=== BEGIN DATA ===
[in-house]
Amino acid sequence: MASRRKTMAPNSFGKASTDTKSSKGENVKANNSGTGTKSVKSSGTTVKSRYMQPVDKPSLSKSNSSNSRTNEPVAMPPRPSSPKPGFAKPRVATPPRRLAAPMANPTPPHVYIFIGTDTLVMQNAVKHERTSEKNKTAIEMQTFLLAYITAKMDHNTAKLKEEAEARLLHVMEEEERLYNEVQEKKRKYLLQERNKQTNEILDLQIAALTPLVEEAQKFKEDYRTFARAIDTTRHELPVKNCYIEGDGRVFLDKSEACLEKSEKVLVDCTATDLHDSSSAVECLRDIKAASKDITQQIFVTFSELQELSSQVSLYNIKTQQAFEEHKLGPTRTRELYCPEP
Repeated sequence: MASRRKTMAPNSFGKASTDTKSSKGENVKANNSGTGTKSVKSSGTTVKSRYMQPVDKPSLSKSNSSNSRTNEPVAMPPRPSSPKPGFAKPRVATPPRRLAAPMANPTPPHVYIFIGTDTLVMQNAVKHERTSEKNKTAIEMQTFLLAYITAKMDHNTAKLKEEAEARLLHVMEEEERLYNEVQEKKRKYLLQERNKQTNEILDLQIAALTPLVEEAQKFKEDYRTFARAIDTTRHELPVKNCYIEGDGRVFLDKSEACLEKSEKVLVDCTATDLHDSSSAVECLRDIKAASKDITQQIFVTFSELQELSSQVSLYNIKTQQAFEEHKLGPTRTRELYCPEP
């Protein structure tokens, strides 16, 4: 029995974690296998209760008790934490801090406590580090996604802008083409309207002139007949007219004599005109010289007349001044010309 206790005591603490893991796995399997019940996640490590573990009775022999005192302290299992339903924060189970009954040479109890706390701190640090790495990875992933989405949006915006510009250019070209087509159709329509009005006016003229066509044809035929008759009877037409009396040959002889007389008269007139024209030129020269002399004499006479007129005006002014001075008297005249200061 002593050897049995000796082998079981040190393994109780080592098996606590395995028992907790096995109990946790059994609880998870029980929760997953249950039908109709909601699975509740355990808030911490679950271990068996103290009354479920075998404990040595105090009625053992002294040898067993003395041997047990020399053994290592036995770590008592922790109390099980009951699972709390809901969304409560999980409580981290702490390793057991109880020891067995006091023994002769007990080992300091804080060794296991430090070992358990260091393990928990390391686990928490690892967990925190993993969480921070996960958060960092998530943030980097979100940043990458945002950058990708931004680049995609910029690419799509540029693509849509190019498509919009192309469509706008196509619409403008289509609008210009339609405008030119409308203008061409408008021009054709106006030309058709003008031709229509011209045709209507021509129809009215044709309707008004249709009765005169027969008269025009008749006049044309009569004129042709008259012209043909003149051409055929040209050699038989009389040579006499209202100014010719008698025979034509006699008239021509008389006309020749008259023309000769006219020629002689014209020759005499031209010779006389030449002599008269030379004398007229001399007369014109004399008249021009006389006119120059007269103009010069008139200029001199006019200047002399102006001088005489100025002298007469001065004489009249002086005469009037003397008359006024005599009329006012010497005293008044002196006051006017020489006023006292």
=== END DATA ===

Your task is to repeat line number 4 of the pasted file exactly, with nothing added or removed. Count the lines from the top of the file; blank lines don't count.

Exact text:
């Protein structure tokens, strides 16, 4: 029995974690296998209760008790934490801090406590580090996604802008083409309207002139007949007219004599005109010289007349001044010309 206790005591603490893991796995399997019940996640490590573990009775022999005192302290299992339903924060189970009954040479109890706390701190640090790495990875992933989405949006915006510009250019070209087509159709329509009005006016003229066509044809035929008759009877037409009396040959002889007389008269007139024209030129020269002399004499006479007129005006002014001075008297005249200061 002593050897049995000796082998079981040190393994109780080592098996606590395995028992907790096995109990946790059994609880998870029980929760997953249950039908109709909601699975509740355990808030911490679950271990068996103290009354479920075998404990040595105090009625053992002294040898067993003395041997047990020399053994290592036995770590008592922790109390099980009951699972709390809901969304409560999980409580981290702490390793057991109880020891067995006091023994002769007990080992300091804080060794296991430090070992358990260091393990928990390391686990928490690892967990925190993993969480921070996960958060960092998530943030980097979100940043990458945002950058990708931004680049995609910029690419799509540029693509849509190019498509919009192309469509706008196509619409403008289509609008210009339609405008030119409308203008061409408008021009054709106006030309058709003008031709229509011209045709209507021509129809009215044709309707008004249709009765005169027969008269025009008749006049044309009569004129042709008259012209043909003149051409055929040209050699038989009389040579006499209202100014010719008698025979034509006699008239021509008389006309020749008259023309000769006219020629002689014209020759005499031209010779006389030449002599008269030379004398007229001399007369014109004399008249021009006389006119120059007269103009010069008139200029001199006019200047002399102006001088005489100025002298007469001065004489009249002086005469009037003397008359006024005599009329006012010497005293008044002196006051006017020489006023006292």